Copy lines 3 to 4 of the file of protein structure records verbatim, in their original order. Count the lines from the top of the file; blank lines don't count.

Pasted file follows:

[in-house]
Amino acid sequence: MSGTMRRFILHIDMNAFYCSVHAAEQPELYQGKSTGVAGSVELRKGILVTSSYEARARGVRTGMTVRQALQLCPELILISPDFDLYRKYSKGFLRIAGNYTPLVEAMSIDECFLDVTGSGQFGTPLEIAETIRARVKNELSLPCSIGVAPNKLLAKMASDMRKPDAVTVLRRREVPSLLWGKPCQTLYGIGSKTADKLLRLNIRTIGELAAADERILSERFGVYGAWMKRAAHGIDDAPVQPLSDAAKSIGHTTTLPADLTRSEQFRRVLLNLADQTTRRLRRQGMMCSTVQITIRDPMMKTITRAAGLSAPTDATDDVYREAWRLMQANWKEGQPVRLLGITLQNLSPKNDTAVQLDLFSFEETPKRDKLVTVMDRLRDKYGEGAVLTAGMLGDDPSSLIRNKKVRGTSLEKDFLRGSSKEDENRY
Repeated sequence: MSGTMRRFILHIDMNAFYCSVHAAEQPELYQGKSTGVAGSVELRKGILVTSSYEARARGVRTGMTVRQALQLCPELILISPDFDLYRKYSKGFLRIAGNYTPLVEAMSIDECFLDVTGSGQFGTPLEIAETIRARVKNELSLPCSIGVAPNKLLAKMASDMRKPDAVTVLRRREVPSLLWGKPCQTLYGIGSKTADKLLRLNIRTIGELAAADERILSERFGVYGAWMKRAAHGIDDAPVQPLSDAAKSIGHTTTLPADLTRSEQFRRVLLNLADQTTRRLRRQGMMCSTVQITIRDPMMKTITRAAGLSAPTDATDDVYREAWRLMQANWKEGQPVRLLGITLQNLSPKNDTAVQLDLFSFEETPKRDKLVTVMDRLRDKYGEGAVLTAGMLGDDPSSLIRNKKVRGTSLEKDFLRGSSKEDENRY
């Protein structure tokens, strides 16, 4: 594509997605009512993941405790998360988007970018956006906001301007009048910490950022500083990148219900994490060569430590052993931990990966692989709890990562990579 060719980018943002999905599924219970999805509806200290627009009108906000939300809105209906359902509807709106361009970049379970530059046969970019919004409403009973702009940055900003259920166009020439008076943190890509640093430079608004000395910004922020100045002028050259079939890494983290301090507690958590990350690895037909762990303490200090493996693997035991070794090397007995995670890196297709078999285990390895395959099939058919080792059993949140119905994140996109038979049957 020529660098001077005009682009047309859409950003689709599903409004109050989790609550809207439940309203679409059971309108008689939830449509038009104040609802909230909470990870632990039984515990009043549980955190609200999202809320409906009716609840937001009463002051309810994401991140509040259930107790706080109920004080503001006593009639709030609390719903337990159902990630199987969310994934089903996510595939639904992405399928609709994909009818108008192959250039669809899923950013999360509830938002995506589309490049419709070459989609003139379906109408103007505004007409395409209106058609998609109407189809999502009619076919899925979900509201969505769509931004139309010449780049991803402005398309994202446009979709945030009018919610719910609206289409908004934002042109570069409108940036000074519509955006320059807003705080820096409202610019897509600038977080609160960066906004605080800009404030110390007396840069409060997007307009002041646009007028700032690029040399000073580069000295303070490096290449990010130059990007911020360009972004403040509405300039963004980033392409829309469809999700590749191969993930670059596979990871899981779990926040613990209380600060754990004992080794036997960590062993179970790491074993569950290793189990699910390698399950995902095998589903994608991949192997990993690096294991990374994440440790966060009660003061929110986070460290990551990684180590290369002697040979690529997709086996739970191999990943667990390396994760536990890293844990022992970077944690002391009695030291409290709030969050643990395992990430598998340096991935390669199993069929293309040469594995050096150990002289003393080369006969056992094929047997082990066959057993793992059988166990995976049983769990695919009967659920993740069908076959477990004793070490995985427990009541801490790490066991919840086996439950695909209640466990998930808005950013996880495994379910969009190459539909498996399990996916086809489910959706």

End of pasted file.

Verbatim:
Repeated sequence: MSGTMRRFILHIDMNAFYCSVHAAEQPELYQGKSTGVAGSVELRKGILVTSSYEARARGVRTGMTVRQALQLCPELILISPDFDLYRKYSKGFLRIAGNYTPLVEAMSIDECFLDVTGSGQFGTPLEIAETIRARVKNELSLPCSIGVAPNKLLAKMASDMRKPDAVTVLRRREVPSLLWGKPCQTLYGIGSKTADKLLRLNIRTIGELAAADERILSERFGVYGAWMKRAAHGIDDAPVQPLSDAAKSIGHTTTLPADLTRSEQFRRVLLNLADQTTRRLRRQGMMCSTVQITIRDPMMKTITRAAGLSAPTDATDDVYREAWRLMQANWKEGQPVRLLGITLQNLSPKNDTAVQLDLFSFEETPKRDKLVTVMDRLRDKYGEGAVLTAGMLGDDPSSLIRNKKVRGTSLEKDFLRGSSKEDENRY
């Protein structure tokens, strides 16, 4: 594509997605009512993941405790998360988007970018956006906001301007009048910490950022500083990148219900994490060569430590052993931990990966692989709890990562990579 060719980018943002999905599924219970999805509806200290627009009108906000939300809105209906359902509807709106361009970049379970530059046969970019919004409403009973702009940055900003259920166009020439008076943190890509640093430079608004000395910004922020100045002028050259079939890494983290301090507690958590990350690895037909762990303490200090493996693997035991070794090397007995995670890196297709078999285990390895395959099939058919080792059993949140119905994140996109038979049957 020529660098001077005009682009047309859409950003689709599903409004109050989790609550809207439940309203679409059971309108008689939830449509038009104040609802909230909470990870632990039984515990009043549980955190609200999202809320409906009716609840937001009463002051309810994401991140509040259930107790706080109920004080503001006593009639709030609390719903337990159902990630199987969310994934089903996510595939639904992405399928609709994909009818108008192959250039669809899923950013999360509830938002995506589309490049419709070459989609003139379906109408103007505004007409395409209106058609998609109407189809999502009619076919899925979900509201969505769509931004139309010449780049991803402005398309994202446009979709945030009018919610719910609206289409908004934002042109570069409108940036000074519509955006320059807003705080820096409202610019897509600038977080609160960066906004605080800009404030110390007396840069409060997007307009002041646009007028700032690029040399000073580069000295303070490096290449990010130059990007911020360009972004403040509405300039963004980033392409829309469809999700590749191969993930670059596979990871899981779990926040613990209380600060754990004992080794036997960590062993179970790491074993569950290793189990699910390698399950995902095998589903994608991949192997990993690096294991990374994440440790966060009660003061929110986070460290990551990684180590290369002697040979690529997709086996739970191999990943667990390396994760536990890293844990022992970077944690002391009695030291409290709030969050643990395992990430598998340096991935390669199993069929293309040469594995050096150990002289003393080369006969056992094929047997082990066959057993793992059988166990995976049983769990695919009967659920993740069908076959477990004793070490995985427990009541801490790490066991919840086996439950695909209640466990998930808005950013996880495994379910969009190459539909498996399990996916086809489910959706």